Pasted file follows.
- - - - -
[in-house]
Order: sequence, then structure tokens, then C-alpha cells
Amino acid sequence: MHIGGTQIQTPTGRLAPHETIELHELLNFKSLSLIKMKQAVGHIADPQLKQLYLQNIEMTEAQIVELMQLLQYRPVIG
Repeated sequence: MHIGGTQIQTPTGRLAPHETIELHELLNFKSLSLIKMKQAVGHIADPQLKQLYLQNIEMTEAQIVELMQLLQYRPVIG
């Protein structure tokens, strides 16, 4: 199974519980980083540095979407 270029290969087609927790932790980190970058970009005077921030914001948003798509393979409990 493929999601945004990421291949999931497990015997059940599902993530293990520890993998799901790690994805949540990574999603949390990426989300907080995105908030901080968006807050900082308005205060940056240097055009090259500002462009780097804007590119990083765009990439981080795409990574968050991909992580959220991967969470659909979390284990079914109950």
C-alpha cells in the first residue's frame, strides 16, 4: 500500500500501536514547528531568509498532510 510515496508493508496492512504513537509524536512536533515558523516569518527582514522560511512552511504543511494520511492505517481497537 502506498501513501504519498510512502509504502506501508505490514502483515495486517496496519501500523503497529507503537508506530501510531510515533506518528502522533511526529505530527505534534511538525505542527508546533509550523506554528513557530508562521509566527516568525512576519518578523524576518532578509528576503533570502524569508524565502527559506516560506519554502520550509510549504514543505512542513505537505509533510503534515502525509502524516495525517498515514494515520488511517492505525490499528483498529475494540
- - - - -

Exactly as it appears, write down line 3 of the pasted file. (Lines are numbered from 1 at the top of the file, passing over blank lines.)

Amino acid sequence: MHIGGTQIQTPTGRLAPHETIELHELLNFKSLSLIKMKQAVGHIADPQLKQLYLQNIEMTEAQIVELMQLLQYRPVIG